After Terror Attack, Indians Rage at Government, Pakistan

Mumbai is finally starting to show signs of life; five days after terrorist attacks paralyzed this city and sent shockwaves around the world.

But even as traffic began returning to Mumbai's usually congested streets, the mood of the city today was a mix of grief and anger and survivors have come forward, with harrowing tales.

Officials finished clearing bodies and securing the Taj Mahal hotel, one of the main sites where terrorists held hostages during a 60-hour gun battle with Mumbai police and Indian army commandos.

A Mumbain police spokesperson today told ABC News today the death toll has risen to 188 including nine terrorists. Twenty-nine of the dead were reportedly foreigners, including at least six Americans.

William and Geraldine Stadelmann from Mass. got out of the Taj Mahal hotel alive and told "Good Morning America," they spent hours trapped in their hotel room. "We heard some horrific sounds of what sounded like bombing, so we hit the floor, William said.

The couple e-mailed their family back home trying to get information. Their son "Terry told me your hotel is on fire," but the smoke hadn't gotten to our room yet."

As they prepared to leave there was a heart-stopping knock on their door.

"It maybe the army and it maybe the only way were getting out of here, or it could be the terrorists and we're going to die," William said they thought.

As it turns out it was the army there to rescue them.

Joe and Marilyn Ernsteen were a few floor higher in the Taj and had just turned in for the night. She told "GMA" she woke up hearing explosions and gunshots and then it seemed to go on an on," Marilyn said.

After 12 terrifying hours they decided to make a run for it. "I just wanted to see my kids again, it was just a horrifying experience," Marilyn said fighting back tears.

The one surviving gunman has reportedly told authorities he is a member of a Pakistani group with ties to Kashmir called Lashkar-e-Taiba. For years the group, whose name means "army of the righteous," has been trying to start a war between India and Pakistan over the disputed Himalayan province of Kashmir.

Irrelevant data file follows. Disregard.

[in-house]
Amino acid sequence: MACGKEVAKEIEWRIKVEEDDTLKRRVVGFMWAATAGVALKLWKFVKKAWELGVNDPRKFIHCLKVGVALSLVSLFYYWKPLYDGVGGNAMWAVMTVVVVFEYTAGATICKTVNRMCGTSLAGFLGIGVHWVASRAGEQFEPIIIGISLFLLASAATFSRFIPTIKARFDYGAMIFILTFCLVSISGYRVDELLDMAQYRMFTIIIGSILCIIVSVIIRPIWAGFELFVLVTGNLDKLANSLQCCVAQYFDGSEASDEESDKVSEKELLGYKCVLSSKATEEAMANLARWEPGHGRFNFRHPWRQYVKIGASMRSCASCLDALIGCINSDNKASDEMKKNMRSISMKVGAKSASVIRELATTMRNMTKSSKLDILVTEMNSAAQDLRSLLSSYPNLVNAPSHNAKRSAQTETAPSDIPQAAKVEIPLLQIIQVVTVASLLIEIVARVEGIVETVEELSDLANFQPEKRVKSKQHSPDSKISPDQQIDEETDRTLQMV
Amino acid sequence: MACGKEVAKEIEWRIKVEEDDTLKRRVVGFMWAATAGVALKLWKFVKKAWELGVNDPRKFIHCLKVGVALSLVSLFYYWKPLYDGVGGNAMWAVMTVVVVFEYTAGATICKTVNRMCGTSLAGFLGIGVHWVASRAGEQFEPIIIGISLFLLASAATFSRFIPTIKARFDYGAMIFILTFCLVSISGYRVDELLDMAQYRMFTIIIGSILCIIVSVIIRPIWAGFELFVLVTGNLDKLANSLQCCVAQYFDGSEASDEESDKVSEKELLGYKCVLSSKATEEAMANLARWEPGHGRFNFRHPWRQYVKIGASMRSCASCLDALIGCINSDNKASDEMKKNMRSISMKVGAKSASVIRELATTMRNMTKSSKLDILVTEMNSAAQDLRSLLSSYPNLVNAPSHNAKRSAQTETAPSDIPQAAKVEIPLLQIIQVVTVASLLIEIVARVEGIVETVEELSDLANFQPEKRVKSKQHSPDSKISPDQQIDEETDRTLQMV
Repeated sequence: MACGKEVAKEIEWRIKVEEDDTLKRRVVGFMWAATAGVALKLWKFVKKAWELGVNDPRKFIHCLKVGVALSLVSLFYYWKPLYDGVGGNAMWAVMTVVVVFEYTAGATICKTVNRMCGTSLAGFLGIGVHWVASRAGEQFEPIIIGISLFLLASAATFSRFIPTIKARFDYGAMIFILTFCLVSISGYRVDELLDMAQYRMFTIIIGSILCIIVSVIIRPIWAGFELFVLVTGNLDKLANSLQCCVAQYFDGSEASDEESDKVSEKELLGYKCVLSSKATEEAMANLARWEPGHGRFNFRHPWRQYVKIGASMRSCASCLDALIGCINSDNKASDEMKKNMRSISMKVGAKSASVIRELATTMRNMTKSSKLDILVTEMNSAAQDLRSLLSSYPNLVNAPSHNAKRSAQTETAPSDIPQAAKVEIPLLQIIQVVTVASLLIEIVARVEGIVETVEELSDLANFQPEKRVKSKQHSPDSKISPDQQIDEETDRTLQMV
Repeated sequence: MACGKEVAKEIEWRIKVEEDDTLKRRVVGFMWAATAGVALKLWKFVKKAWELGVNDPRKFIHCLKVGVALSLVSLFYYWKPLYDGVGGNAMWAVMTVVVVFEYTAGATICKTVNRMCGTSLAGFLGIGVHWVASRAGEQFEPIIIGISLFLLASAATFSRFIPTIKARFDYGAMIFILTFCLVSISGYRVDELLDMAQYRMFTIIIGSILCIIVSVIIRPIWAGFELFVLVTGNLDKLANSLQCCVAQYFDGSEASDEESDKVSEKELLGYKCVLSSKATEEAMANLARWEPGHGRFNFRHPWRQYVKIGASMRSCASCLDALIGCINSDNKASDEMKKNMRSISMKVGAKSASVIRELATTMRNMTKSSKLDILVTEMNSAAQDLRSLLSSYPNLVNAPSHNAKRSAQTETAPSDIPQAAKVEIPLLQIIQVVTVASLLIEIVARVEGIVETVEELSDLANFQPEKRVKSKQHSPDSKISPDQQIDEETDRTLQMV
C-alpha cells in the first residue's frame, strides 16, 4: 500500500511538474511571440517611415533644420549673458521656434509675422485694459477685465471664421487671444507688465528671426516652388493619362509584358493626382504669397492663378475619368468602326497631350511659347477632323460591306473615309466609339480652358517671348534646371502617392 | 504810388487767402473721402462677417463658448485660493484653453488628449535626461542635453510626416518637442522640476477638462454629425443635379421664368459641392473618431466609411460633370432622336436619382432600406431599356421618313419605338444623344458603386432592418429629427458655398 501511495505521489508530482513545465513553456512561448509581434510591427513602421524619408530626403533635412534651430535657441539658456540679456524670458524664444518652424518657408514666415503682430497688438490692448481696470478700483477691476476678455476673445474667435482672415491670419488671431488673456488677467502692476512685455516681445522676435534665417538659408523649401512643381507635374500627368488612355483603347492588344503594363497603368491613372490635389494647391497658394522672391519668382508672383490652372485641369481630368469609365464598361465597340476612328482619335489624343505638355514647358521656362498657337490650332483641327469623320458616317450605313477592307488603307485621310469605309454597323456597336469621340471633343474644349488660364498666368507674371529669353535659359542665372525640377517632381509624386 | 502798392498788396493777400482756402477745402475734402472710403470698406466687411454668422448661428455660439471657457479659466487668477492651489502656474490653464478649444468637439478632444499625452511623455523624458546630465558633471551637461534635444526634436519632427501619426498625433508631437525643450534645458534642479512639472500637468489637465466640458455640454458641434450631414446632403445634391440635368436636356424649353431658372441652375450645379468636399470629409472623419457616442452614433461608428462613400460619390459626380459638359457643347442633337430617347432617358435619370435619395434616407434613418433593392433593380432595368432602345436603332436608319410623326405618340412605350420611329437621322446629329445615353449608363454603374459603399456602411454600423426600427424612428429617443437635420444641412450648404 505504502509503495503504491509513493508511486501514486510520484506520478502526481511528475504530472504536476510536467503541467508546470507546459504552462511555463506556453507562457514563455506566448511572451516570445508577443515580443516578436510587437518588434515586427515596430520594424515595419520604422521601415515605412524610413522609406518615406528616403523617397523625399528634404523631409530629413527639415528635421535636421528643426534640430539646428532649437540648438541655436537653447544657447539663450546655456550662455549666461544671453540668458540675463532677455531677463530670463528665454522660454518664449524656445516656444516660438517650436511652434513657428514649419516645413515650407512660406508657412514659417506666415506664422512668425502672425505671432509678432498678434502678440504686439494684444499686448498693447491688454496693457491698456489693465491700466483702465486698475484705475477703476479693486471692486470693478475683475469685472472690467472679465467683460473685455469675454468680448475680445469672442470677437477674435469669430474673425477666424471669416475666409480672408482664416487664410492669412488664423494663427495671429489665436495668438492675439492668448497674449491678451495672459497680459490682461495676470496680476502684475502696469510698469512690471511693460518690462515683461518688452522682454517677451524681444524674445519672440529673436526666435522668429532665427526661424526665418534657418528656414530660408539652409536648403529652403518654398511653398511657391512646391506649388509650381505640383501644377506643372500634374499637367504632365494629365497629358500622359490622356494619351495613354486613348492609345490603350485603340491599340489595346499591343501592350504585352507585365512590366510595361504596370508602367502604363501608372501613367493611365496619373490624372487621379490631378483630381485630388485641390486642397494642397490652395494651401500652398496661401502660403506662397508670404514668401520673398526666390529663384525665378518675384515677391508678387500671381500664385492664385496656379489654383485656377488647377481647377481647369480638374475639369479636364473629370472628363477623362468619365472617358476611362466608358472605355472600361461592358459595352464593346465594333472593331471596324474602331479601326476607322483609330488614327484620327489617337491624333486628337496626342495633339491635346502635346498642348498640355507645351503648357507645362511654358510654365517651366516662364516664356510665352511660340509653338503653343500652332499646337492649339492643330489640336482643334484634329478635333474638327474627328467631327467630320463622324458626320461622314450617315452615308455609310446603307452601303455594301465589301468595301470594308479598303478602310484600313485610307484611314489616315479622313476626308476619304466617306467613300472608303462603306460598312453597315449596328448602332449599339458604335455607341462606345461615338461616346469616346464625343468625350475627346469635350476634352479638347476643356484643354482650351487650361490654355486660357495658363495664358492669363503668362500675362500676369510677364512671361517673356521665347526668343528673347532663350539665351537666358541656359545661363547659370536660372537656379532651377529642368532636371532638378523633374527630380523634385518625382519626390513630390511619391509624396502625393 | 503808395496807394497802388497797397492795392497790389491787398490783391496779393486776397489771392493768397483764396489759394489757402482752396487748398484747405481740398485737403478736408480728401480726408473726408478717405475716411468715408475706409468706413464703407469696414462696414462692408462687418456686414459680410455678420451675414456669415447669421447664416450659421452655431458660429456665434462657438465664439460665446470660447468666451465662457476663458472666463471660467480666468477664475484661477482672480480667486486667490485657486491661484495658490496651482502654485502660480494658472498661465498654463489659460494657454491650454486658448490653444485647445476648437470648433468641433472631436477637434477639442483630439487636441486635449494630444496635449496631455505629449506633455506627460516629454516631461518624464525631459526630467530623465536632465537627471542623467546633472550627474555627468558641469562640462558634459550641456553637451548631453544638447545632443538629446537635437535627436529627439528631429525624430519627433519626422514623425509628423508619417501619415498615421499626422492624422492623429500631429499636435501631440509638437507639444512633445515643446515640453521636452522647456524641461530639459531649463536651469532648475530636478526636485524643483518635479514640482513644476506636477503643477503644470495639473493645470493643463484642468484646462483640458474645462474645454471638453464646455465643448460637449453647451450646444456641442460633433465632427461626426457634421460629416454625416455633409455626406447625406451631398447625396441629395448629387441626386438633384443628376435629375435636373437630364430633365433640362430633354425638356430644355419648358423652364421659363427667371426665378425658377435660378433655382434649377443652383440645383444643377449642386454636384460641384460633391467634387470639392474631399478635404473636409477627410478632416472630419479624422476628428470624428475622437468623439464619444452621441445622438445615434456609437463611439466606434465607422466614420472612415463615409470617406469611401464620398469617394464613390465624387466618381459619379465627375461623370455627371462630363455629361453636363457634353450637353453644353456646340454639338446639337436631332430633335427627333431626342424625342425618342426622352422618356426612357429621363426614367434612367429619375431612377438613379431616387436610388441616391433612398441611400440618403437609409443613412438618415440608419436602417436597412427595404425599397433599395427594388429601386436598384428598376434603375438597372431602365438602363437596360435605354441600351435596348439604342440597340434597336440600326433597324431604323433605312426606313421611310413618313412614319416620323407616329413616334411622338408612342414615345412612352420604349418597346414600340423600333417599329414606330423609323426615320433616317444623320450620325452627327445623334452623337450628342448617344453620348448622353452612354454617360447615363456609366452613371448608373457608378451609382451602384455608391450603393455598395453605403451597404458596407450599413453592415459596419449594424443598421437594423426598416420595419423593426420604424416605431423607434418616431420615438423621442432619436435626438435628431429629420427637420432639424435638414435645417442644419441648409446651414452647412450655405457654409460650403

The Pakistan government has denied any role in the attacks and the President said today he is worried that the terror attack will spark a war between the two nuclear capable nations.

Secretary of State Condoleezza Rice called for cooperation from both India and Pakistan. "What we are emphasizing to the Pakistani government is the need to follow the evidence wherever it leads," Rice said today in London. "This is a time for complete, absolute, total transparency and cooperation and that's what we expect."

The FBI sent a team to India over the weekend, marking the first time the agency has collaborated with Indian authorities on an investigation.

President Bush asked Rice to cut short her European visit and head to India later this week.

Vilasrao Deshmukh, the top official of the India's Maharashtra state which includes Mumbai, offered to resign today as did his deputy R.R. Patil, who had sparked outrage by referring to the attacks as "small incidents."

On Sunday, two national government officials responsible for homeland security, including Home Minister Shivraj Patil, resigned.

The Indian government has been heavily criticized for failing to stop the attacks and being too slow to respond.

Citizens held a protest against the government outside the Taj Mahal Hotel on Sunday.

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